Fostering critical thinking in the primary school classroom through the philosophy for children (P4C) approach and its implication for national education (NE)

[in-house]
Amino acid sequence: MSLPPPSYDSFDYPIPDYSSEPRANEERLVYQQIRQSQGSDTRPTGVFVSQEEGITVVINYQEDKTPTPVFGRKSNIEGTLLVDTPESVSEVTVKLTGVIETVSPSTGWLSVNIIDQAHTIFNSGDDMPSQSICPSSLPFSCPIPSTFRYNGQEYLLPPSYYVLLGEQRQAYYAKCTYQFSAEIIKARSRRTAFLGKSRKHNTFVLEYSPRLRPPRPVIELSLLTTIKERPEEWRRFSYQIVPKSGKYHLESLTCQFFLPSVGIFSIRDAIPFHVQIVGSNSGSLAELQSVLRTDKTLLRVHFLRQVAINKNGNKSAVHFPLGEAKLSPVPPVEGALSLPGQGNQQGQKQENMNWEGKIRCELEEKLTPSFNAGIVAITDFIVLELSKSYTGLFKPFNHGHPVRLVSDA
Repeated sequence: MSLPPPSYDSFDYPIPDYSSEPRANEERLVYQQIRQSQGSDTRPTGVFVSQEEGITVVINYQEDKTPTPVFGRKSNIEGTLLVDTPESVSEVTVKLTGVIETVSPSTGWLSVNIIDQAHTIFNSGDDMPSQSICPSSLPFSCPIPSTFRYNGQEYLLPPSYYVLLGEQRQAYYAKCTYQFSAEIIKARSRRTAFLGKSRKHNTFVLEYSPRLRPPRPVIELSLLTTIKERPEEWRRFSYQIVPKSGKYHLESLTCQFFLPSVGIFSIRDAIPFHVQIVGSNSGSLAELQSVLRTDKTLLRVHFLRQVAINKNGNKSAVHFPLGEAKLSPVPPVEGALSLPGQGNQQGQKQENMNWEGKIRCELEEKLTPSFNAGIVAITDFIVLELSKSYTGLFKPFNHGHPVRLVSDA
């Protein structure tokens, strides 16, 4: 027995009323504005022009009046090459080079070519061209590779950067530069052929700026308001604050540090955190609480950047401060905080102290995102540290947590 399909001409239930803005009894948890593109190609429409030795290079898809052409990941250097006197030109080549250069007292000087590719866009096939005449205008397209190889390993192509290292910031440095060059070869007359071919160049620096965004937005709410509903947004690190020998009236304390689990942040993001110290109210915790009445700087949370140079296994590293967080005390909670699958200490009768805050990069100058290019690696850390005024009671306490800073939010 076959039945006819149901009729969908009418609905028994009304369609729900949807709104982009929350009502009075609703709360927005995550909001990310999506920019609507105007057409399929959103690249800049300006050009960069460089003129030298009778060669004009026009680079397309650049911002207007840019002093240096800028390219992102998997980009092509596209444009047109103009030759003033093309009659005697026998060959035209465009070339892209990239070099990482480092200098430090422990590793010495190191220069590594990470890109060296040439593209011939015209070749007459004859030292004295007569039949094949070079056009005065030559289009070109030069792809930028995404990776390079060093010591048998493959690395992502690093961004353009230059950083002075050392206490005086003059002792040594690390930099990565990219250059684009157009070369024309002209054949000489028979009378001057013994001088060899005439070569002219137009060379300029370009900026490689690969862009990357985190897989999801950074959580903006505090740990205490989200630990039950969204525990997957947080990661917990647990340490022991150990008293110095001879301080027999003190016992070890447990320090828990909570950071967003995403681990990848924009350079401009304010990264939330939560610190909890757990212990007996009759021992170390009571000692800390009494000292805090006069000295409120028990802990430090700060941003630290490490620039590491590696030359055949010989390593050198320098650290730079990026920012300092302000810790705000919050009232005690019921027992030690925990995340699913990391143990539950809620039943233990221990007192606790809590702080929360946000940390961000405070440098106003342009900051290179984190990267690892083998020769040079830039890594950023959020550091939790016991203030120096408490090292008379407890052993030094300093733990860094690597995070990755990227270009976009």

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The need to develop reasoning skills in children through discussion is generally acknowledged by curriculum aims. One of the challenges facing education in Singapore is that the school curriculum has to promote the development of values through critical thinking. There is, however, a lack of any definite teaching strategy to fulfil this need. This study investigated the cognitive effects of collaborative philosophical enquiry (emphasising questioning and dialogue) on a group of primary school children aged 10 years. It discussed the effect of integrating the Philosophy for Children (P4C) programme for critical thinking into Social Studies and National Education on a group of Singapore Primary 3 children's 1) abilities to think critically about issues in the Social Studies curriculum and National Education issues, 2) personality traits toward thinking critically. Two Primary 3 classes in a neighbourhood primary school participated in this one year study. One class was randomly selected to serve as the intervention group and the other served as the control group. The intervention group (n = 40) received approximately 60 minutes of additional explicit instruction distributed over the year in using the P4C programme through critical thinking and dialogue. In addition, the model was integrated into a series of assigned classroom activities. The control group (n = 40) was taught in Social Studies without the P4C programme. The students in the intervention group showed significant score gains on the New Jersey Test of Reasoning Skills, while the controls did not. Significant gains were also evident in non-verbal, verbal and qualitative aspects of reasoning. The transformation of a traditional classroom into a classroom of communities of inquiry has not only brought about better thinking on the part of students but also growth in their emotional maturity.